If we have a spare fake coin which we have marked, we can use it to balance the number of coins on both sides of the balance. Hence, we can make piles of size $N/4$, $N/4+1$ and $N/2$. Place the spare fake coin with pile first so as to balance the number of coins on both sides. The Maximum number of coins on balance and coins not on balance is $max(N/4+1+N/4+1, N/2) = N/2+1$, but, since we have the spare coin marked, we can directly identify it, hence, The number of coins, out of which we need to find the gold coin is $max(N/4+1+N/4+1 1, N/2)$ which comes out to be $N/2$. Suppose we do not have any fake coin, So, we will have to make piles of side either $N/4$, $N/4$ and $N/2+1$, or $N/4+1$, $N/4+1$ and $N/21$. We can see, that the maximum Number of coins left shall, in both cases, be $N/2+1$. Consider an example, Suppose we are left with 14 coins out of which one is the gold coin. We see, $14 \bmod4 = 2$. Assume we have a spare fake coin. So, we can make piles of size 3, 4 and 7 respectively and use the spare coin with the first pile. This way, on balance we have 4 coins on each side. If it balances, the gold coin is in 7 coins not put on the balance. If it tilts, the gold coin is on balance. But the spare coin is marked, so, the number of unidentified coins is 7. So, in the worst case, we are left with 7 unidentified coins. Now, If in the same example, we do not have a spare fake coin, we will have to make piles of size 3,3,8 or piles of size 4,4,6. We can see, that in the first case, the worst case will be when the gold coin is not on balance, resulting in 8 unidentified coins. In the second case, If the coin is on balance, the number of unidentified coins is 8. If $N \bmod4==3$, Only optimal configuration is piles of size $N/4+1$, $N/4+1$ and $N/2+1$. The maximum number of coins come out to be $N/2+1$. This way, we can use the balance optimally and in the end, after using balance $K$ times, we would be left with a set of, say $X$ coins. Now, the probability of picking the gold coin is $1/X$, Since there is one gold coin and rest are fake. Implementation For implementing above, The critical thing to notice is that after using balance every time, we reduce the number of unidentified coins by half. We can see, that in $K$ steps, we can roughly find out gold coin out of $2^K$ coins. Upper limit on $N$ is $10^{18}$, so, $log_2 (10^{18})$ comes out something like $59.79 < 60$. So, we can simulate the balance up to $min(K, 60)$ steps and find out the answer. Time ComplexityTime complexity is $O(min(K, logN))$ per test case. AUTHOR'S AND TESTER'S SOLUTIONS:Setter's solution Feel free to Share your approach, If it differs. Suggestions are always welcomed. :)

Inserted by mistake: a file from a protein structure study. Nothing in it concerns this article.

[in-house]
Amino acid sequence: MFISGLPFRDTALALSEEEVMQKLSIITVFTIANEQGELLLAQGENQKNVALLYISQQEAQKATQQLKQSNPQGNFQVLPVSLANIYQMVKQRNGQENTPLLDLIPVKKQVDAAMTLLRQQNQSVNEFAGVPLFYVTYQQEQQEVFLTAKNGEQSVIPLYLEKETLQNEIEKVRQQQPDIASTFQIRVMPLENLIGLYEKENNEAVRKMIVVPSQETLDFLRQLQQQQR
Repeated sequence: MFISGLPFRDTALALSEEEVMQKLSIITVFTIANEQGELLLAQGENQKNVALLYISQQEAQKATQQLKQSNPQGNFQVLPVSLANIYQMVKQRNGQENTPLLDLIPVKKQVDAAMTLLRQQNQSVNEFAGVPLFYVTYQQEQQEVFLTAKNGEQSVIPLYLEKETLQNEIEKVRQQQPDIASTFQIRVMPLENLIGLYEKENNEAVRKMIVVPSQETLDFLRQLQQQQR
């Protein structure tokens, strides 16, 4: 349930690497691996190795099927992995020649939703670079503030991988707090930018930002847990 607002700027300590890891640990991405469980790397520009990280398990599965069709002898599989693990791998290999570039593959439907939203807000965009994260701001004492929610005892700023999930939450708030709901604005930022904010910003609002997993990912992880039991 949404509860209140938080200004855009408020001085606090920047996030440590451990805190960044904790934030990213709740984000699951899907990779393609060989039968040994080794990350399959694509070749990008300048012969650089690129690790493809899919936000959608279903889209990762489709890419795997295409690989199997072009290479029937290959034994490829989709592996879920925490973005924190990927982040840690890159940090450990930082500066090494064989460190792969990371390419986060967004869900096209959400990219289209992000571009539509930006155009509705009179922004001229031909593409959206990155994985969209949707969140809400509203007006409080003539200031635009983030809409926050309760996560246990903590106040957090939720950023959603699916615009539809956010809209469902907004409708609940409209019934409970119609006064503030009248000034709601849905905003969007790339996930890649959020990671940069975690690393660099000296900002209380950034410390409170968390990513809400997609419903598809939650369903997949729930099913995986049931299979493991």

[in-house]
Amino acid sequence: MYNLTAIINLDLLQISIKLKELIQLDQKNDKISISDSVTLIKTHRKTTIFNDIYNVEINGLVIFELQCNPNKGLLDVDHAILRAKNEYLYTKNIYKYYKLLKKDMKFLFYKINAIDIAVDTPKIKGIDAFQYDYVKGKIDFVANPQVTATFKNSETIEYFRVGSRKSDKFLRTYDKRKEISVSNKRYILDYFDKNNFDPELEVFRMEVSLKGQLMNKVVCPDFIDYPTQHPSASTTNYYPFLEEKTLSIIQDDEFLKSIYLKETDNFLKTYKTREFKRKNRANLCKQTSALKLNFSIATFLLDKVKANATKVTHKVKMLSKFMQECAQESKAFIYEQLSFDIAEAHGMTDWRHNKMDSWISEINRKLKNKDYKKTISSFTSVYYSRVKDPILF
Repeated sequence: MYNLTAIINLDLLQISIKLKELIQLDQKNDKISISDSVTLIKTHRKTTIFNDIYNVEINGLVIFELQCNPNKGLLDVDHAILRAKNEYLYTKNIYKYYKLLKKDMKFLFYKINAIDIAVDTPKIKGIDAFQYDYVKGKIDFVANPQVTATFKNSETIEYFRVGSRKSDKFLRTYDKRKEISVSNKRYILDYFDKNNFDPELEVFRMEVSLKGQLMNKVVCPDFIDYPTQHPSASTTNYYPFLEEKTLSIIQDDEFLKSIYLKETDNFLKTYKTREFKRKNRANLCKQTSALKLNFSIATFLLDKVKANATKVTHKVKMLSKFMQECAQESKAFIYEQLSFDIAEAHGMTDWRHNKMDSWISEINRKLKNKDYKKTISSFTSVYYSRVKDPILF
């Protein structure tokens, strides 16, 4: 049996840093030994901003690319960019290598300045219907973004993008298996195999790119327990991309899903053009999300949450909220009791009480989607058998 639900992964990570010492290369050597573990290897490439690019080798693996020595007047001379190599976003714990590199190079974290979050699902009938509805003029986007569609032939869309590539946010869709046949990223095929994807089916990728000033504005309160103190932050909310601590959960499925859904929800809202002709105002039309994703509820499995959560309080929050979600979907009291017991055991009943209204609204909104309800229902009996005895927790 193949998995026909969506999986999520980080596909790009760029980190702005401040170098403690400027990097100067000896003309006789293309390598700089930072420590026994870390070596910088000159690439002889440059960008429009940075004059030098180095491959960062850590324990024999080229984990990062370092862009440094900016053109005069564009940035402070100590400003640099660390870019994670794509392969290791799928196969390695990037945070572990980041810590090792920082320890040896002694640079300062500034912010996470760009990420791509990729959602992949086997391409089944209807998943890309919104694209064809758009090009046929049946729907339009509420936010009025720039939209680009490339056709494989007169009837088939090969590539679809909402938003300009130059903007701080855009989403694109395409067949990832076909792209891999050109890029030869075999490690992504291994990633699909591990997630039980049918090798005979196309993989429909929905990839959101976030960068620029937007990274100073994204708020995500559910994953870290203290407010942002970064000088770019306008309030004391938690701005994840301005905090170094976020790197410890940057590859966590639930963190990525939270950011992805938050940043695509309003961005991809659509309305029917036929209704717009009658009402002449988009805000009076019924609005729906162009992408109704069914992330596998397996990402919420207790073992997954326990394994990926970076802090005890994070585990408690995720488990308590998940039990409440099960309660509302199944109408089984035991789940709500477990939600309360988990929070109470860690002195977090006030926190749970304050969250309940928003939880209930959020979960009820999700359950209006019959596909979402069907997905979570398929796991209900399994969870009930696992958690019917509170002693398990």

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asked 09 Nov '18, 23:27